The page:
Lotfeeding

Feedgrain Focus: Trade slows as crunch nears for borderline crops

Liz and Henry Wells, August 30, 2019

Canola at Croppa Creek being cut for hay late last month. Photo: Rob Long

VOLUME in the nearby grain market has slowed to a trickle in New South Wales as traders wait to learn the fate of struggling crops, while Victorian growers wind up current-crop sales on the collapsing inverse, and book some new-crop tonnage also.

In the September-October Brisbane free-on-truck (FOT) market, Western Australian wheat has dropped $5-$10 per tonne in the past week to around $386-$388/t, with barley continuing to hold its premium in the current-crop market.

On new-crop, the Brisbane FOT January market is showing a $15-$20/t premium for wheat, which is trading at $365-$370/t, compared with $350/t for barley.

These prices are considerably softer than last week’s, with barley down $5/t, and wheat more like $15/t.

On the Western Downs of southern Queensland, new-crop Central Queensland (CQ) wheat for feedlot use has been booked at $420/t for October-November delivery, which supports on-farm prices of $350-$370/t, depending on the freight differential.

CQ sorghum from the Central Highlands has traded recently at $305-$307/t on-farm, and is working into CQ and north Queensland rations rather than coming south on to the Downs.

Cutting for hay starts

ADM regional grain accumulation manager Peter Dorney said a number of crops in north-west NSW, including some in the prized Croppa Creek and North Star districts, were being cut for hay.

“They were knee high and looking good six weeks ago, but there’s no moisture under them,” Mr Dorney said.

“In a normal year, those crops would yield 5t per hectare of grain; not this year.”

As feedlotters and graziers in northern NSW and border areas continue to scramble for hay, the roughage value of below-average crops appears to be exceeding their grain value, especially after some minor frost damage in recent weeks.

Hay in drought-affected parts of NSW and into southern Queensland has been fetching $500/t or more.

Trade sources say many NSW crops north and west of Young could well be cut for hay if no significant rain falls by mid-September, but some are too spindly to have the biomass to make the exercise worthwhile.

At Ardlethan in south-west NSW, Delta Agribusiness broker Brad McKinnon said crops on the outer slopes were struggling.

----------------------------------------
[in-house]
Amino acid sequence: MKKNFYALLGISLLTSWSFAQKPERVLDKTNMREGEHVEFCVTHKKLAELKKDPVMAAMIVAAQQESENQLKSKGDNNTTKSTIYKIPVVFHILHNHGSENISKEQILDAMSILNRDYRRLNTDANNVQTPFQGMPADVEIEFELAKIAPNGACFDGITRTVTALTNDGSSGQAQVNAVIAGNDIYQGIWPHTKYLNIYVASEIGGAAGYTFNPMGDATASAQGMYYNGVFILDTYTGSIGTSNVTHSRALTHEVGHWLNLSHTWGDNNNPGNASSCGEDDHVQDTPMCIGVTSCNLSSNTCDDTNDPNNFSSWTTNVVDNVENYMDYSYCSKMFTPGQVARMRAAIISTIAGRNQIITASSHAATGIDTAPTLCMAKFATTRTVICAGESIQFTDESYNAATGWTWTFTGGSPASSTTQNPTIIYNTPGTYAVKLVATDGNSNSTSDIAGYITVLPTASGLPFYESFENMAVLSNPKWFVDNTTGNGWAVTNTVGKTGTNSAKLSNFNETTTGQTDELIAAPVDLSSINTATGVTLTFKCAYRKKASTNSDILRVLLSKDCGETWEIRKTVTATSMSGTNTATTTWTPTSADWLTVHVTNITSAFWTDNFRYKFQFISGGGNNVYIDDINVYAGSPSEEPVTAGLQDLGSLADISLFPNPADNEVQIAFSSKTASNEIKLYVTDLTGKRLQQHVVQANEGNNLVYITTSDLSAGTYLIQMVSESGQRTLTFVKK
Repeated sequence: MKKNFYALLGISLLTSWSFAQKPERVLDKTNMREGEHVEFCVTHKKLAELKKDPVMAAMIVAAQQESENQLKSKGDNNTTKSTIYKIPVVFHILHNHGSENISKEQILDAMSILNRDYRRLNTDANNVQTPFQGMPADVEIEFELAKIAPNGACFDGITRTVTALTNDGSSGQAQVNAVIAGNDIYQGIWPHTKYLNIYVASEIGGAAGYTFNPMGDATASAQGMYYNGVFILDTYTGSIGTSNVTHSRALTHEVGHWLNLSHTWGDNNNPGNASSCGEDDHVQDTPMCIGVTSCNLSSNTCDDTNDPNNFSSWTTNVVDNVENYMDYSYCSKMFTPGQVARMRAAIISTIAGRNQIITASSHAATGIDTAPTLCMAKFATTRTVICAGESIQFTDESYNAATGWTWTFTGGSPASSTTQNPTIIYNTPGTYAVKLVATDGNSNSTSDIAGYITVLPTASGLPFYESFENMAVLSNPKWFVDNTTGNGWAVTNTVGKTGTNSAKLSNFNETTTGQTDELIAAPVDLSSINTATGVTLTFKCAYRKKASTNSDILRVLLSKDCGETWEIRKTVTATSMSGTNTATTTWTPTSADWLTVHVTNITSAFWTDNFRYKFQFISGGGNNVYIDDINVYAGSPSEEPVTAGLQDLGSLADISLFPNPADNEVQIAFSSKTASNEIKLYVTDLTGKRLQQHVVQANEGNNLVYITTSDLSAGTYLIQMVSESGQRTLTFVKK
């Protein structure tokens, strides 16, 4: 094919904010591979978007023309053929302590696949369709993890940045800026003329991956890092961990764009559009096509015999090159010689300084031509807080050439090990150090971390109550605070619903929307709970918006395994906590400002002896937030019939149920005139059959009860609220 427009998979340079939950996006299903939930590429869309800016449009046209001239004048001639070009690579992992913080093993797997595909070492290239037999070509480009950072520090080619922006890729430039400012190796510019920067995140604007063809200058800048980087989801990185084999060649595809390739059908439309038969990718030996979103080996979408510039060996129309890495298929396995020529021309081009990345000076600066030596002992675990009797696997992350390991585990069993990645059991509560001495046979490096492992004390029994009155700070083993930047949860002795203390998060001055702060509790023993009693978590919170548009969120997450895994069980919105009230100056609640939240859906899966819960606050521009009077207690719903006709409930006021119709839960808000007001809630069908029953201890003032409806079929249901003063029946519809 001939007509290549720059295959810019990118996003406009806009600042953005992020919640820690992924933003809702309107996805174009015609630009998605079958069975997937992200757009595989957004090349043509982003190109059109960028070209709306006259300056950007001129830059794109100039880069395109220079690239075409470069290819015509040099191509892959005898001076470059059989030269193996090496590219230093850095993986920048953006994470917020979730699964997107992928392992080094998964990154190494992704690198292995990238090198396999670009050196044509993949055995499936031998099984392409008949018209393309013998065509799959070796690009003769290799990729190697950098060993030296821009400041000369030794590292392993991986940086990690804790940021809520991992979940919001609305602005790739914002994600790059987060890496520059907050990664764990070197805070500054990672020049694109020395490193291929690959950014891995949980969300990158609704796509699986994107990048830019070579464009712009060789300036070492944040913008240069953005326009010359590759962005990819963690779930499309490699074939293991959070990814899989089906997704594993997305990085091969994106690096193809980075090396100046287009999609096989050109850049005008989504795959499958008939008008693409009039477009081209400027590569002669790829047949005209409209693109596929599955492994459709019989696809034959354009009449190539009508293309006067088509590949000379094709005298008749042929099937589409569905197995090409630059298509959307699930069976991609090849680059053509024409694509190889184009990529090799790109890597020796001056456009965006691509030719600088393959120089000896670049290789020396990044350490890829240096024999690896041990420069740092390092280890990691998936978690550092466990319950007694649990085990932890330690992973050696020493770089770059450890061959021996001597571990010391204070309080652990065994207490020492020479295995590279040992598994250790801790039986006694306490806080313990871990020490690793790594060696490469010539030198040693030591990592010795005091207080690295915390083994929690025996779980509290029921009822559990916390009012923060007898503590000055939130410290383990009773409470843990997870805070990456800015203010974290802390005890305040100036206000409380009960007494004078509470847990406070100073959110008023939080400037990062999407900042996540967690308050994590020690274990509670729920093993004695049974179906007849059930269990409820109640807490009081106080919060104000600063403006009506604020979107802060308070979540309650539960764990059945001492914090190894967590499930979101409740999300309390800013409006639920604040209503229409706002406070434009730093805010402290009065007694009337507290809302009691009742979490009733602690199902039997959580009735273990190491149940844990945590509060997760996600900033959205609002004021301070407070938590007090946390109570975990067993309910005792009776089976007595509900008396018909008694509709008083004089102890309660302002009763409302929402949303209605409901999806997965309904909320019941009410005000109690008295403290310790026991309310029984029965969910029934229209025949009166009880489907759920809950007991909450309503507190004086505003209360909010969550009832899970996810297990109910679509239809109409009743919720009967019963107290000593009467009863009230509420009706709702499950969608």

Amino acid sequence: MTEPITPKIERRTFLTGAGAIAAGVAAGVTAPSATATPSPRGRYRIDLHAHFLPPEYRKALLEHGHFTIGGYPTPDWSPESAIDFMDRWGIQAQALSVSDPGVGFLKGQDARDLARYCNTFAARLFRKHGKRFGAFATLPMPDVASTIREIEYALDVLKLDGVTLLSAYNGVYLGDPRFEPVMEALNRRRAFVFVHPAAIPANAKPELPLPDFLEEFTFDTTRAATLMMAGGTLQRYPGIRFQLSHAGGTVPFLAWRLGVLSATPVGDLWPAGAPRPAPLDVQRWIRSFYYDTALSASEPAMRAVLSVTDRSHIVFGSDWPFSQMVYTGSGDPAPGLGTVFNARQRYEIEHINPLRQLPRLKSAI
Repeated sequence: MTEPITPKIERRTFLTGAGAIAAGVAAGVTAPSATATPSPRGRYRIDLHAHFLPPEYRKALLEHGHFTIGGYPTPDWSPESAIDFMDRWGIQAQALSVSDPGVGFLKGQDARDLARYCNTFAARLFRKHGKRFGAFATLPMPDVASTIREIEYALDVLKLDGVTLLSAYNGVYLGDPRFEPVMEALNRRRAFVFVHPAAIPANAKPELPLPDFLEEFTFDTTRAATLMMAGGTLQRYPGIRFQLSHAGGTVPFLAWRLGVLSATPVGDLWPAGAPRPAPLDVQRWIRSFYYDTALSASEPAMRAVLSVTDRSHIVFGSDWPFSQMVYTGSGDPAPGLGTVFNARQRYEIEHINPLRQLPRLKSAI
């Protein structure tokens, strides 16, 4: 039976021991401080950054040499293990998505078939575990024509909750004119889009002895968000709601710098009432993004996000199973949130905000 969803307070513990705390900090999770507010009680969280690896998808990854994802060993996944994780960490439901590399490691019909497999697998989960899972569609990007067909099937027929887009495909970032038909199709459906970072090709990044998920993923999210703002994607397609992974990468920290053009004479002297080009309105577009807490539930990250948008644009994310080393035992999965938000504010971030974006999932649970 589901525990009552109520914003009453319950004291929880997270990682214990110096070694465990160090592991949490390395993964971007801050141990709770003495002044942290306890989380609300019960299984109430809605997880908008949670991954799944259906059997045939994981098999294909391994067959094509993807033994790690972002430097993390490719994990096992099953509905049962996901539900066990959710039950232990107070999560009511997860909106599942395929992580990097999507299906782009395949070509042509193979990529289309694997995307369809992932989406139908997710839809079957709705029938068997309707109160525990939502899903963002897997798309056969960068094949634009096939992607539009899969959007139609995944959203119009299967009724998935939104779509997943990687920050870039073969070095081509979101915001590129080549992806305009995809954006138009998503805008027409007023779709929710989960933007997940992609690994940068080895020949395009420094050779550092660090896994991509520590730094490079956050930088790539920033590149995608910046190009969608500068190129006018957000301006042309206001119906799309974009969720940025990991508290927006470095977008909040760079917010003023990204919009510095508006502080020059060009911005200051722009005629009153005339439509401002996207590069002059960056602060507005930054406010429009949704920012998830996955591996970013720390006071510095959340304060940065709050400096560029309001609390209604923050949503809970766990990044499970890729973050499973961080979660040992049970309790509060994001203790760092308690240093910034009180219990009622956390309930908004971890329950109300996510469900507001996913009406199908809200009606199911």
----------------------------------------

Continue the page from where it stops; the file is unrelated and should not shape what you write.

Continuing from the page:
“Their yield potential’s going backwards, and everywhere needs a drink,” he said.

“We’ve had a few frosts, and any smaller crops that don’t have their roots well down are really going to hurt it we get the warm weather that’s forecast for next week.”

Mr McKinnon said the trade was seeing some current-crop selling of wheat and barley out of Victoria from growers who were switching their attention to new-crop, and wanted to make the most of the decreasing inverse before current and new-crop prices converged.

“The cash market’s quiet and values have dropped a little bit in the past week with Victoria selling some old-crop.

“Just about everyone’s covered until new-crop.”

Yield prospects for crops in Victoria’s north-west corner are below average, but Victoria’s other districts are looking at average or above-average yield prospects, as are the southern slopes and inner south-west slopes of NSW.

However, all regions have limited subsoil, and traders are being careful not to short themselves on new-crop in case adverse spring weather pummels production prospects.

At Temora, trader Bill Preston said farmers in the wider district had opened the gate to let sheep into canola crops.

“Since last Saturday, everything’s just gone off with some frost damage and wind with no rain,” Mr Preston said.

“On the rain that we have had, they’ve been getting 18-20 millimetres around Junee, and we’ve been getting more like 8-10mm.

“It hasn’t been enough to keep a lot of crops going.”

Mr Preston said crops would not be cut for hay until the weather warmed up next month.

In the current-crop market, wheat and barley have been trading in small amounts in southern NSW at $340/t ex site, which Mr Preston said was about $100/t below values at this time last year.

“It’s because sheep numbers are back.

“A lot of people have got rid of a lot of stock, even going up into the hills.”

In Victoria’s new-crop delivered-port market, Melbourne and Geelong are trading at around $292-$295/t for barley and $330-$332/t for ASW wheat.

In cottonseed markets the price direction continued firmer as small volumes came to market and buyers willing to pay were few.

ASX wheat, barley up

ASX wheat futures activity grew this week and the number of barley trades shrank; wheat and barley prices recovered late in the week after dipping early.

The eastern wheat (WM) January 2020 contract settled yesterday at the week’s high of $335/t, being up $9.50/t over the week; volume traded was 1330 lots and open interest on Wednesday was 11,120 lots.

Wheat put January 2020 $330/t options traded 15 lots at $18/t; the January contract $330 put open interest was 128 lots and settlement price was $16.60/t. The $325 put OI was 37 lots and settlement price $14.30.

The ASX feed barley (UB) January 2020 contract traded 175 lots during the week.

It settled at $286/t on 28 August; the lowest settlement being $274/t on 22 August.

Open interest on Wednesday had risen slightly to 1342 lots.

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